By David Wild

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Chris Sloan, Avalere

With the COVID-19 pandemic derailing nearly every aspect of health care, experts are speculating that the ongoing crisis will reshape everything from drug pricing reform initiatives to universal health care policy debates and insurance accessibility.

Health Care Reform

By the time Congress gets to proposed health care reform, the political landscape may be very different from what it is today, potentially with a different president, noted Chris Sloan, an associate principal at Avalere, a health care consulting firm in Washington, D.C.

“Assuming the focus remains on COVID-19, the next opportunity for major health care policy reform might not be before 2021,” Mr. Sloan said during a recent Avalere podcast. If former Vice President Joe Biden wins the election, his health care proposals will look “very different than some Republican priorities, when it comes to Medicare drug pricing negotiations, for example,” he said.

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Drug Supply Chain Weaknesses

Although some initiatives are stalling due to the COVID-19 crisis, others will be prioritized because of their relevance to the current pandemic, experts believe. For example, shortages of health care supplies and a recent shutdown of pharmaceutical manufacturers in Baddi, India—a key drug manufacturing hub—likely will accelerate initiatives to fix vulnerabilities in the drug supply chain and reduce dependence on China and India, said Melissa Andel, the vice president of health policy for Applied Policy. “In fact, the third phase of the stimulus package that Congress passed during the COVID-19 crisis included a pretty significant increase in funding that could be used by manufacturers to repatriate some of their activities back from overseas into the United States.”

Medicare for All

The argument in favor of a Medicare-for-all system could be bolstered in light of an increasing number of unemployed and uninsured individuals and “negative health care experiences,” such as surprise hospital bills for COVID-19 treatment, Ms. Andel noted. However, not all agree with that assessment. According to Mr. Sloan, personal views on the topic of universal health insurance “are so heavily entrenched that even a global pandemic isn’t going to sway many people’s minds.

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“What I do think we may see are some state-specific efforts to widen the availability of patient health care safety nets, like Medicaid,” he said. “Losing commercial insurance coverage in New York is very different than losing it in Texas, where Medicaid is limited, so some states with less generous social programs may be pressured to expand these programs.”

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Access to Care

Health care stakeholders are keeping a close eye on how much the pandemic affects health care utilization both now and after it resolves, Mr. Sloan noted. With most clinic appointments, tests and elective procedures postponed, pharmaceutical manufacturers, insurers and payors are trying to preserve as much access as possible to treatments and are encouraging adherence to medications. “Everyone has an incentive to avoid a spike in new diagnoses and complications and a wave of uncontrolled medical costs after COVID-19 subsides,” he said.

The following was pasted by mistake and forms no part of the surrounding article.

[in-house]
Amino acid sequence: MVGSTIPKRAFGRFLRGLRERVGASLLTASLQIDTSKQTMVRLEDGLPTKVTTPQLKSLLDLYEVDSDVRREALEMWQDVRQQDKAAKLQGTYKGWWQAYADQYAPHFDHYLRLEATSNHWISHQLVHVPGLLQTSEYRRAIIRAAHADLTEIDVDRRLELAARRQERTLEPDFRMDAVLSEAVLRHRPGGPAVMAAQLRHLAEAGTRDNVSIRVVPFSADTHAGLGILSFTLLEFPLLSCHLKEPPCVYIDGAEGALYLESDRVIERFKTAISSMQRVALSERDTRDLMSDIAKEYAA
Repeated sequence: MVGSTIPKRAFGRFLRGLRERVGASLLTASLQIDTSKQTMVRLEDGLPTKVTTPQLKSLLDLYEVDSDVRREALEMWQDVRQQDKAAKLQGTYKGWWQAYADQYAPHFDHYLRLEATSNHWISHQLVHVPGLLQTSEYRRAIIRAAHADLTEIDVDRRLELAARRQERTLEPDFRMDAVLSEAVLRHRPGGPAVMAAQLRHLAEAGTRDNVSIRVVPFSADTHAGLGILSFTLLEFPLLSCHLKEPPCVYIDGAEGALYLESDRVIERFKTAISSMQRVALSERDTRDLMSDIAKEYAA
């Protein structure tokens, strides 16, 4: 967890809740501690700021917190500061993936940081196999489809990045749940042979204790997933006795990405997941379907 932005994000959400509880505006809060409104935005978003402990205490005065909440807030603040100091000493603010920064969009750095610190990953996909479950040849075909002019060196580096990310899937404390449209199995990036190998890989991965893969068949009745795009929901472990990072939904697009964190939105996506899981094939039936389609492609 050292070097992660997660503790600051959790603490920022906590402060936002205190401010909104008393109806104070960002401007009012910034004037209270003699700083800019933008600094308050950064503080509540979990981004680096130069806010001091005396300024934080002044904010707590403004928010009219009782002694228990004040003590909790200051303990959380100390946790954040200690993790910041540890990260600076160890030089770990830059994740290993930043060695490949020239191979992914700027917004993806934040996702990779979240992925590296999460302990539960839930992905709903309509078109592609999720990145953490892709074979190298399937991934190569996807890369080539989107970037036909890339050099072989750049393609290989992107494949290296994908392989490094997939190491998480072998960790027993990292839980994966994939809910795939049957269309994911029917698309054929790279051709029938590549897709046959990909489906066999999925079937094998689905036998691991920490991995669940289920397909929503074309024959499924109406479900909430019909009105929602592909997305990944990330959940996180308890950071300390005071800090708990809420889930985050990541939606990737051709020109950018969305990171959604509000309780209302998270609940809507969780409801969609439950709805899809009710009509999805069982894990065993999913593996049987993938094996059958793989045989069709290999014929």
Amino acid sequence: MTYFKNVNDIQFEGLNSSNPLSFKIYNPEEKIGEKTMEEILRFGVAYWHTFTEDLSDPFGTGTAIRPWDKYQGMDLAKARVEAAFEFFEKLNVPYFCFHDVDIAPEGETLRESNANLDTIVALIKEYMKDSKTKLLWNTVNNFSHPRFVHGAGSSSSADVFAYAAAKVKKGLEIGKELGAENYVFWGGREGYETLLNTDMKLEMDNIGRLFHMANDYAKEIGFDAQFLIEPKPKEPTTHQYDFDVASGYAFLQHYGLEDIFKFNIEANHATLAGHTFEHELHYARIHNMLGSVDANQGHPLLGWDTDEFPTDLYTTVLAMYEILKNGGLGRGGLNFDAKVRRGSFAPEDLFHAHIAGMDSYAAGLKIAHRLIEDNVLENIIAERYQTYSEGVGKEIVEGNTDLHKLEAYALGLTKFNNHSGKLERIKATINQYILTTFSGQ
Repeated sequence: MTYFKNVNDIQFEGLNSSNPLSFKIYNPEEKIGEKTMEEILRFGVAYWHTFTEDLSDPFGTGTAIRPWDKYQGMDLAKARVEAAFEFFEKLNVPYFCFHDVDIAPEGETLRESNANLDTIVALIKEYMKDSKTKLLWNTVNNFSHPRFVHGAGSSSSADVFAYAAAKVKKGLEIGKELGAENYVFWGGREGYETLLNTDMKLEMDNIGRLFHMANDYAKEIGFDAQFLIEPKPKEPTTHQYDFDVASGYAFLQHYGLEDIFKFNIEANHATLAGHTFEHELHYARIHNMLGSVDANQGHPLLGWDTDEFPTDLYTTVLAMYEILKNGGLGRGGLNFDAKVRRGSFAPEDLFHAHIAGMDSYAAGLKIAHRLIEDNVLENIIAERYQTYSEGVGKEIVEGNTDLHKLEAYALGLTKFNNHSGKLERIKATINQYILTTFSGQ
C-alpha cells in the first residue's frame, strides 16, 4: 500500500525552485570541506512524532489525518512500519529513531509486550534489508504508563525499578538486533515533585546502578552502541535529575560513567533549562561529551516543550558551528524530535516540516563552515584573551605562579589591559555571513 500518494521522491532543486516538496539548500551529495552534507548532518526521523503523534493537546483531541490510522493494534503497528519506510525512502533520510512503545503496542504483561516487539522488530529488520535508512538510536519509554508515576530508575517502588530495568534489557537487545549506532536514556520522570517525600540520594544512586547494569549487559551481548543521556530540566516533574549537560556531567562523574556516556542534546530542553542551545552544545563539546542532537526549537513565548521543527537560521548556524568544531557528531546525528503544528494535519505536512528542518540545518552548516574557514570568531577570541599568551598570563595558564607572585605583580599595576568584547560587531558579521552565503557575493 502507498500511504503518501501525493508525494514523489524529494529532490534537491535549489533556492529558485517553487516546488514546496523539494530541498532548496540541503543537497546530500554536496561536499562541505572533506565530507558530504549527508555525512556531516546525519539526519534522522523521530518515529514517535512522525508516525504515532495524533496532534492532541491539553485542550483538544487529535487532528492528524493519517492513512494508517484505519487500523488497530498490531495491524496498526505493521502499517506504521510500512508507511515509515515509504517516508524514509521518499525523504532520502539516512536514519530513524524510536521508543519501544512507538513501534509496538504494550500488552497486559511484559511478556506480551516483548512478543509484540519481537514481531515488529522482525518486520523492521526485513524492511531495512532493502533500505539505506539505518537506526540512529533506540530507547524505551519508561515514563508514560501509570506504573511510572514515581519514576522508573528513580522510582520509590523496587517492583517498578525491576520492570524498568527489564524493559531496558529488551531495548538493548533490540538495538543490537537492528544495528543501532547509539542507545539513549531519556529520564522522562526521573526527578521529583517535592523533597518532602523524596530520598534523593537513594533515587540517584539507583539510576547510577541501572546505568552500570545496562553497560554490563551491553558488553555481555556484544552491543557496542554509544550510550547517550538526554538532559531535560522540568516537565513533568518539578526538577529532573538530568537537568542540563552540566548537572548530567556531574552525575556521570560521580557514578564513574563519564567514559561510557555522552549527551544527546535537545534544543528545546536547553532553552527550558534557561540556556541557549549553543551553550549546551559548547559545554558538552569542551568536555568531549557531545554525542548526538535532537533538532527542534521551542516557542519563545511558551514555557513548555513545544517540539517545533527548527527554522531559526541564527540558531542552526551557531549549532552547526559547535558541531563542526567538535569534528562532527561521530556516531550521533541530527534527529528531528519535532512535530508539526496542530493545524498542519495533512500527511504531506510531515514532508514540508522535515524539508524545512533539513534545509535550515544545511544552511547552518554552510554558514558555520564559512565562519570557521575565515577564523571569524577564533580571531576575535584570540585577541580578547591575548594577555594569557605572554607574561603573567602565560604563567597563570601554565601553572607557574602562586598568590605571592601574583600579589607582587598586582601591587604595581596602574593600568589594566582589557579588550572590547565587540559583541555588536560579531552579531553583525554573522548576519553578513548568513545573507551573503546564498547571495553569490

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One way stakeholders have been addressing some of the gaps in care is through the use of telehealth, which saw a nearly 1,600% surge in claims at the height of the COVID-19 pandemic, according to IQVIA data presented by Doug Long, MBA, the vice president of industry relations for the firm, during a separate seminar (see “Pandemic Shakes Up Rx Marketplace”). These claims are being reimbursed widely, according to Mr. Sloan. Because it facilitates access to care for underserved populations, telehealth likely will continue to be paid for and used more frequently even after the pandemic is resolved, he suggested. (For more details on telepharmacy reimbursement, see “Be Prepared, Be Innovative and Be Safe!”.)

The financial effects of current and future changes in health care utilization are keeping health plan managers up at night, Matt Kazan, a senior health policy advisor at Avalere Health, noted during the podcast. “They’re looking at how the unanticipated costs of treatment for members who develop COVID-19 weigh against any savings from reduced utilization of health care services during this time,” he said.

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The chronic care gap Mr. Kazan pointed to is underscored by IQVIA data: As the COVID-19 pandemic took hold at the end of March, medical claims for diagnostic visits in physician offices and institutions plunged by 63.2% and 72%, respectively, according to Mr. Long.

When Care Returns

Once the health care system reopens, another set of costs will start to be felt, Mr. Kazan noted. When that happens, he explained, clinic visits, elective procedures and tests presumably will resume, and patients will start treatments for new diagnoses that had been missed during the height of the pandemic. The problem is that the increased utilization “[will come] right when plans are setting their premiums for 2021,” he said. “It’s yet to be seen how all of these costs will affect the price of insurance.”

Along with the loss of insurance that tens of millions of newly unemployed Americans are facing, possible higher premiums, Mr. Kazan noted, would place health insurance further out of reach for many.

–Co-posted with Specialty Pharmacy Continuum